1Unité de Recherche sur les Maladies Infectieuses et Tropicales Emergentes, Centre National de la Recherche Scientifique (CNRS), Institut de Recherche pour le Développement, Faculté de Médecine, Aix-Marseille Université, 27 Bd Jean Moulin, 13005 Marseille, France.2Architecture et Fonction des Macromolécules Biologiques, CNRS, Aix-Marseille Université, 163 Avenue de Luminy, 13288 Marseille, France.3York Structural Biology Laboratory, Department of Chemistry, University of York, York YO10 5DD, UK.Correspondence to B.H.  e-mail: [email protected]:10.1038/nrmicro2729Published online 23 January 2012

Genome analyses highlight the different biological roles of cellulasesFelix Mba Medie1,2, Gideon J. Davies3, Michel Drancourt1 and Bernard Henrissat2

Abstract | Cellulolytic enzymes have been the subject of renewed interest owing to their potential role in the conversion of plant lignocellulose to sustainable biofuels. An analysis of ~1,500 complete bacterial genomes, presented here, reveals that ~40% of the genomes of sequenced bacteria encode at least one cellulase gene. Most of the bacteria that encode cellulases are soil and marine saprophytes, many of which encode a range of enzymes for cellulose hydrolysis and also for the breakdown of the other constituents of plant cell walls (hemicelluloses and pectins). Intriguingly, cellulases are present in organisms that are usually considered as non-saprophytic, such as Mycobacterium tuberculosis, Legionella pneumophila, Yersinia pestis and even Escherichia coli. We also discuss newly emerging roles of cellulases in such non-saprophytic organisms.

Saprophytic lifestyleReferring to the lifestyle of an organism that feeds on dead organic matter of plant origin.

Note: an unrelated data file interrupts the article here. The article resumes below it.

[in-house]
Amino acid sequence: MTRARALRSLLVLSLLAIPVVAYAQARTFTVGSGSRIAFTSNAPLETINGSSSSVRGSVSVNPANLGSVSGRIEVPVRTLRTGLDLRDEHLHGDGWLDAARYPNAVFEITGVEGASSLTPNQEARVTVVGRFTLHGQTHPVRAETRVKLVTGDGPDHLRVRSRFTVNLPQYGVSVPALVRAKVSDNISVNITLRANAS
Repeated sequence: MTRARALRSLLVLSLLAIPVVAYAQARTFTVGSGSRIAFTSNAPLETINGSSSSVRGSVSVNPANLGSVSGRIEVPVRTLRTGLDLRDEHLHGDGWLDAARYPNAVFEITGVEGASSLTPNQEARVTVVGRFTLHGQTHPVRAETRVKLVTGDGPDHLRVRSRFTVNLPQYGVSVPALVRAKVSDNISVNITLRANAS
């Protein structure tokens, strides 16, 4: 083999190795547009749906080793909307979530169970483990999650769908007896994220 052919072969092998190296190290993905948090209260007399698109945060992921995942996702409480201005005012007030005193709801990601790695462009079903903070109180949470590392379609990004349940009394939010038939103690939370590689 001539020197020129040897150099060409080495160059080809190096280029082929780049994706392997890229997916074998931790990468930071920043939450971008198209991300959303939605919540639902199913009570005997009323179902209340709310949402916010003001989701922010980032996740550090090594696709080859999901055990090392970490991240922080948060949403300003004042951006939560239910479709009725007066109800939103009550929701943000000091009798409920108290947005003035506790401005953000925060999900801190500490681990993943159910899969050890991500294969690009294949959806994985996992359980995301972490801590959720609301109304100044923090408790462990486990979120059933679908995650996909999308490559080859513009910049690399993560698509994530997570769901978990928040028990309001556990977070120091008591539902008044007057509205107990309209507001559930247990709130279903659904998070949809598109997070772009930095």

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Crystalline region Crystalline region

Lytic oxidasesa


Amorphous region Crystalline region Crystalline regionAmorphous region

Nature Reviews | Microbiology

Endoglucanases Cellobiohydrolases Cellobiose

Oxidized cellobiose

observations demonstrate that the analysis of complete genome sequences can reveal previously unconsidered metabolic traits and that the prevailing view that cellu‑lases are restricted to saprophytic organisms is incorrect. It is becoming clear that cellulases are also involved in cellulose biosynthesis, as originally described for the bacterium Gluconacetobacter xylinus (formerly known as Acetobacter xylinum)19 and perhaps best character‑ized subsequently for the plant protein KORRIGAN, which is required for the assembly of cellulose and hemicellulose networks in Arabidopsis thaliana20. In this Analysis article, we review some of the more unusual and indeed counter‑intuitive roles for cellulases that are now emerging from wide‑scale analyses of bacterial genomes.

Cellulose and its enzymatic breakdownTwo main types of cellulase enzyme activity are well char‑acterized. Endoglucanases (ENZYME entry EC hydrolyse internal bonds at random positions of the less ordered (or amorphous) regions of cellulose. These enzymes generate chain ends for the processive action of the second type of cellulases, the cellobiohydrolases (which are exoglucanases). These act in a unidirectional man‑ner from either the non‑reducing (ENZYME entry EC or the reducing (ENZYME entry EC ends of cellulose polysaccharide chains, liberating cello‑biose as the major product. β‑d‑glucosidases (ENZYME entry EC further hydrolyse cellobiose and thus relieve the system from end product inhibition10. Various

types of synergies have been observed between different sorts of cellulase during the breakdown of crystal line cellulose21, but convincing explanations at the molecular level have yet to be found, especially for the cooperation between cellobiohydrolases. The cooperation between endo‑ and exo‑acting cellulases is intuitively easier to understand, but the degree of synergy observed is usually less than that expected for a system in which the cello biohydrolase depends entirely on the endo‑glucanase for the provision of free chain ends. In an illustration of the poor understanding of the role of cellobiohydrolases, a recent investigation has shown that the two major cellobiohydrolases of Clostridium thermocellum can be deleted without severely affecting cellulose breakdown22.